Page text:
Question Which risk score for lower gastrointestinal bleeding best discriminates safe discharge, major bleeding, need for transfusion, and need for hemostasis?
Findings In this systematic review and meta-analysis of 9 studies of 4 risk scores, the Oakland score was the most discriminative for predicting safe discharge, major bleeding, and need for transfusion, whereas the Strate score was the best at predicting need for hemostasis.
Meaning This study suggests that the Oakland and Strate scores can be used to predict lower gastrointestinal bleeding outcomes with a high degree of certainty.
Importance Clinical prediction models, or risk scores, can be used to risk stratify patients with lower gastrointestinal bleeding (LGIB), although the most discriminative score is unknown.
Objective To identify all LGIB risk scores available and compare their prognostic performance.
Data Sources A systematic search of Ovid MEDLINE, Embase, and the Cochrane Central Register of Controlled Trials from January 1, 1990, through August 31, 2021, was conducted. Non–English-language articles were excluded.
Study Selection Observational and interventional studies deriving or validating an LGIB risk score for the prediction of a clinical outcome were included. Studies including patients younger than 16 years or limited to a specific patient population or a specific cause of bleeding were excluded. Two investigators independently screened the studies, and disagreements were resolved by consensus.
Data Extraction and Synthesis Data were abstracted according to the Preferred Reporting Items for Systematic Reviews and Meta-analyses (PRISMA) guideline independently by 2 investigators and pooled using random-effects models.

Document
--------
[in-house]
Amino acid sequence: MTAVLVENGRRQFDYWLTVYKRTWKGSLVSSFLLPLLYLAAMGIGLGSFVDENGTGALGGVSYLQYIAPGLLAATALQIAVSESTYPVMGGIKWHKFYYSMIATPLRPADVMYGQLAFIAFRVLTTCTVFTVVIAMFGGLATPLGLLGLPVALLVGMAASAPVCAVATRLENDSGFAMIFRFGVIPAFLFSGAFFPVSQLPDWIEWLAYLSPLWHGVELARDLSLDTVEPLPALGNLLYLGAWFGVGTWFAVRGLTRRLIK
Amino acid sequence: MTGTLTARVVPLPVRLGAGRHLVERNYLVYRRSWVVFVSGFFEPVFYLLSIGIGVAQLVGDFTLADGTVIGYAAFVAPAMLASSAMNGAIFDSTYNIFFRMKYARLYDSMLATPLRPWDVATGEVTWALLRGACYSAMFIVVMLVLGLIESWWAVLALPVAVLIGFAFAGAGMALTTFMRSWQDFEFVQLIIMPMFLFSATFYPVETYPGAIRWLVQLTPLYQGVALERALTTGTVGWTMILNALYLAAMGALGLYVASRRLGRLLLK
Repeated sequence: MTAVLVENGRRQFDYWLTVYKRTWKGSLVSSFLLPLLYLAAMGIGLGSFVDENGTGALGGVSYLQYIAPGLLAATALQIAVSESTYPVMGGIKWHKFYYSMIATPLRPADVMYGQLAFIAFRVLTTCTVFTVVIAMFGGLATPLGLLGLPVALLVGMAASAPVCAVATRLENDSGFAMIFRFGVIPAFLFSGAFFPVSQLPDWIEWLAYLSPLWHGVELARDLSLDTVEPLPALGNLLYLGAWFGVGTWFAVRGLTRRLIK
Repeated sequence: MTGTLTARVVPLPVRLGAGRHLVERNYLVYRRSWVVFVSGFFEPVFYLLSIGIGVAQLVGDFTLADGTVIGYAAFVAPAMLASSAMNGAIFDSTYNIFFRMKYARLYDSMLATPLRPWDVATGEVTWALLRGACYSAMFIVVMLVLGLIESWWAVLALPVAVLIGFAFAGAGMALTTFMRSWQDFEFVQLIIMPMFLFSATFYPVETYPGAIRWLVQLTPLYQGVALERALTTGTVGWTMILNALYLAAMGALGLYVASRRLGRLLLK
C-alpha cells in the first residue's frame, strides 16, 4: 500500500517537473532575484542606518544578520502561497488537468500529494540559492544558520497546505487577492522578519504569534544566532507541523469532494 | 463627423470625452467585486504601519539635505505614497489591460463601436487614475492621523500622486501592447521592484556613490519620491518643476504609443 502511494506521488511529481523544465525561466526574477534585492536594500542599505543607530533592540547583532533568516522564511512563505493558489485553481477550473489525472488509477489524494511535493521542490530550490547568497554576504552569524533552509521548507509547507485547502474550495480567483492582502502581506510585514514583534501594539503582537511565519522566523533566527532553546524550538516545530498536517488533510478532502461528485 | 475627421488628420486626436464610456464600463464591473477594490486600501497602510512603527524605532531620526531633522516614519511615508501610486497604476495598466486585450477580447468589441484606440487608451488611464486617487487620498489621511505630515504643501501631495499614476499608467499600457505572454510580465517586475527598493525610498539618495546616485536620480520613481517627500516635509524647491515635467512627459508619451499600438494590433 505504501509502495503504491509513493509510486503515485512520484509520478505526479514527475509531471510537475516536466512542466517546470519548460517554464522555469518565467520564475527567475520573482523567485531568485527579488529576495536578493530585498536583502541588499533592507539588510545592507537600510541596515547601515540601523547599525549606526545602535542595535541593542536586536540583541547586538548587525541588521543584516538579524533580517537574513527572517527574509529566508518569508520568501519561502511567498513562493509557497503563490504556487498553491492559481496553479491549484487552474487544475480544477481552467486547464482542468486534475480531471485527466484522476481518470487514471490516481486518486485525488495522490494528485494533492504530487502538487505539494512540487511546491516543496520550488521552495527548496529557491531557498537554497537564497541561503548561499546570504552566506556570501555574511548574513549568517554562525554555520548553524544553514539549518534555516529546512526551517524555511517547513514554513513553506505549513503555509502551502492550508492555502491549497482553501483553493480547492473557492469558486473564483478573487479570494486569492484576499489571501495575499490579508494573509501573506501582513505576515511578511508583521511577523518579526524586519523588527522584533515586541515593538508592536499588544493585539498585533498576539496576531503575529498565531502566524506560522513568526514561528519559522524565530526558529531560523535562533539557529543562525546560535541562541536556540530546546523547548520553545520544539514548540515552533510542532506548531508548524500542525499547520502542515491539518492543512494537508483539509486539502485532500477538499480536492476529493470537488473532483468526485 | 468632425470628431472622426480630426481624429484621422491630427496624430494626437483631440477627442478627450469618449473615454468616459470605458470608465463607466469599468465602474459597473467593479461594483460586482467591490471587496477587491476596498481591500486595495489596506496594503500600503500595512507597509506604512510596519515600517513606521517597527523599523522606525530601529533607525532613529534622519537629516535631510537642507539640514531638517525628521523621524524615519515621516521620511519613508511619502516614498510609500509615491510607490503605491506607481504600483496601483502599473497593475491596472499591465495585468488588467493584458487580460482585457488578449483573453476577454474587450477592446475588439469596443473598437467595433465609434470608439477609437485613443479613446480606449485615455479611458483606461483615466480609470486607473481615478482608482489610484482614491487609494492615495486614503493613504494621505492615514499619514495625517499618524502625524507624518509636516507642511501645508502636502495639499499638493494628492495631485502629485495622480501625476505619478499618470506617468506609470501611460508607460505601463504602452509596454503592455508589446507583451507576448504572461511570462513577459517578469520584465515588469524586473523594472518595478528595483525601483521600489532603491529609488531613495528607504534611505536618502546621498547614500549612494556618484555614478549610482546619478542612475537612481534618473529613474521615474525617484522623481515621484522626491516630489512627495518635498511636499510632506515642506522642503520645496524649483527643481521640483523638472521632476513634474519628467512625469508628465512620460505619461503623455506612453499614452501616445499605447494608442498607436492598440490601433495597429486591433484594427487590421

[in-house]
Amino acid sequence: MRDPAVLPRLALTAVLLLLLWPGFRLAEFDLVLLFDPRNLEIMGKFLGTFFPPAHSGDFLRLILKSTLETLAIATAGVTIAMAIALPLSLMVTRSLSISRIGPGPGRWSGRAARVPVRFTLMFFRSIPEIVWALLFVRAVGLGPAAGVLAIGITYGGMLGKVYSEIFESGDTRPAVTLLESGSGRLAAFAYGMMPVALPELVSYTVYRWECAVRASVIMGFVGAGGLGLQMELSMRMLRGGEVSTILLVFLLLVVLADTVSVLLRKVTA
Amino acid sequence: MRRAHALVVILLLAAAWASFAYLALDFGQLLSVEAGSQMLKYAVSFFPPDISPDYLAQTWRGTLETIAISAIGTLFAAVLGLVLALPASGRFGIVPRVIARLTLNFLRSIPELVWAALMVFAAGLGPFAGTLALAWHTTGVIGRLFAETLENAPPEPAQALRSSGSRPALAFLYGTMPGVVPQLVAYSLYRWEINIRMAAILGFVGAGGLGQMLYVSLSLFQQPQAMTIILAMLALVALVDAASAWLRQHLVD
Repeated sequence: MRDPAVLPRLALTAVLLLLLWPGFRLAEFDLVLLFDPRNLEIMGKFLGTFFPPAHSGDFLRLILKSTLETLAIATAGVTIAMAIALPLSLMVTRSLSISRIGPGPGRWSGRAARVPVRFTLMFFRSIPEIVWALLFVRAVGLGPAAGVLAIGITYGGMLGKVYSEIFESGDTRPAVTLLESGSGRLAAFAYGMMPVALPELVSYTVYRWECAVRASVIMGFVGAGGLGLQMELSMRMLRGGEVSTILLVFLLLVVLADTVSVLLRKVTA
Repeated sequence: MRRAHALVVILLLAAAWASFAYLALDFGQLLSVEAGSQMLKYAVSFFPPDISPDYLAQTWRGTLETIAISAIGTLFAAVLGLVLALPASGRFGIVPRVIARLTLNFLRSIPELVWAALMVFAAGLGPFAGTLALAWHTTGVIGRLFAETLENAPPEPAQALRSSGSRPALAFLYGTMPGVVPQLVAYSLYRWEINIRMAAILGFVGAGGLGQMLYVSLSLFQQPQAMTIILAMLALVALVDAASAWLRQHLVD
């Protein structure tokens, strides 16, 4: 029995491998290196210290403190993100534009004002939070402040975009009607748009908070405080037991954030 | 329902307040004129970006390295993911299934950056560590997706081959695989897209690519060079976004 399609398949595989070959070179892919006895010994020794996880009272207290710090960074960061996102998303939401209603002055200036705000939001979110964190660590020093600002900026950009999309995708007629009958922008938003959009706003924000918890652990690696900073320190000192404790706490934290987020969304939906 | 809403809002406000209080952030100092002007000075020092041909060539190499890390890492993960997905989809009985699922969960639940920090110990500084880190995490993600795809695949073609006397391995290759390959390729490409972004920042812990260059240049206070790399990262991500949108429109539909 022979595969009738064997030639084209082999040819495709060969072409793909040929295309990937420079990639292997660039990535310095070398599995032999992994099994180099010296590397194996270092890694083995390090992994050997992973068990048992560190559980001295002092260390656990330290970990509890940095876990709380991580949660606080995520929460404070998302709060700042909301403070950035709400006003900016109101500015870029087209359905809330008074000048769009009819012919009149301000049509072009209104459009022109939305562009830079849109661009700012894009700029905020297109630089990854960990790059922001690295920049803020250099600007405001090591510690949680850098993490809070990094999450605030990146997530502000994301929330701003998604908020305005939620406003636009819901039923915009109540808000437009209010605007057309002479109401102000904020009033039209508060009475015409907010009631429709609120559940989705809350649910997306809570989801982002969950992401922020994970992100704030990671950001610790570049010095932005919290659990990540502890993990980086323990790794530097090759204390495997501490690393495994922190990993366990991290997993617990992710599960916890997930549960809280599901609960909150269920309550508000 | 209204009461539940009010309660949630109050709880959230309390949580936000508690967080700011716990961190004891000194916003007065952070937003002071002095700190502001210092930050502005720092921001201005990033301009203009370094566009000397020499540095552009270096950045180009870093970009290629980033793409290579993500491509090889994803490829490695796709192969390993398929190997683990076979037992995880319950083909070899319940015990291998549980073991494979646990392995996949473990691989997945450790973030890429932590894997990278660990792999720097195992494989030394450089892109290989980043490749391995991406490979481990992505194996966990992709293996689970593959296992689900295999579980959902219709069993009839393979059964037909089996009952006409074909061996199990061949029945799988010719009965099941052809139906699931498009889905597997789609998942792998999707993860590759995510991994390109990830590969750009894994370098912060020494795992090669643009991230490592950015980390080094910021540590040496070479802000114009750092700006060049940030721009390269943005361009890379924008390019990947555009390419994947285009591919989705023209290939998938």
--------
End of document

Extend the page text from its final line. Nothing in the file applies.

Main Outcomes and Measures Summary diagnostic performance measures (sensitivity, specificity, and area under the receiver operating characteristic curve [AUROC]) determined a priori were calculated for each risk score and outcome combination.
Results A total of 3268 citations were identified, of which 9 studies encompassing 12 independent cohorts and 4 risk scores (Oakland, Strate, NOBLADS [nonsteroidal anti-inflammatory drug use, no diarrhea, no abdominal tenderness, blood pressure ≤100 mm Hg, antiplatelet drug use (nonaspirin), albumin <3.0 g/dL, disease score ≥2 (according to the Charlson Comorbidity Index), and syncope], and BLEED [ongoing bleeding, low systolic blood pressure, elevated prothrombin time, erratic mental status, and unstable comorbid disease]) were included in the meta-analysis. For the prediction of safe discharge, the AUROC for the Oakland score was 0.86 (95% CI, 0.82-0.88). For major bleeding, the AUROC was 0.93 (95% CI, 0.90-0.95) for the Oakland score, 0.73 (95% CI, 0.69-0.77) for the Strate score, 0.58 (95% CI, 0.53-0.62) for the NOBLADS score, and 0.65 (95% CI, 0.61-0.69) for the BLEED score. For transfusion, the AUROC was 0.99 (95% CI, 0.98-1.00) for the Oakland score and 0.88 (95% CI, 0.85-0.90) for the NOBLADS score. For hemostasis, the AUROC was 0.36 (95% CI, 0.32-0.40) for the Oakland score, 0.82 (95% CI, 0.79-0.85) for the Strate score, and 0.24 (95% CI, 0.20-0.28) for the NOBLADS score.
Conclusions and Relevance The Oakland score was the most discriminative LGIB risk score for predicting safe discharge, major bleeding, and need for transfusion, whereas the Strate score was best for predicting need for hemostasis. This study suggests that these scores can be used to predict outcomes from LGIB and guide clinical care accordingly.
LEGGI TUTTO https://jamanetwork.com/journals/jamanetworkopen/fullarticle/2792753?utm_source=silverchair&utm_medium=email&utm_campaign=article_alert-jamanetworkopen&utm_content=wklyforyou&utm_term=052722#:~:text=2022%3B5(5)%3Ae2214253.-,doi%3A10.1001/jamanetworkopen.2022.14253,-Key%20Points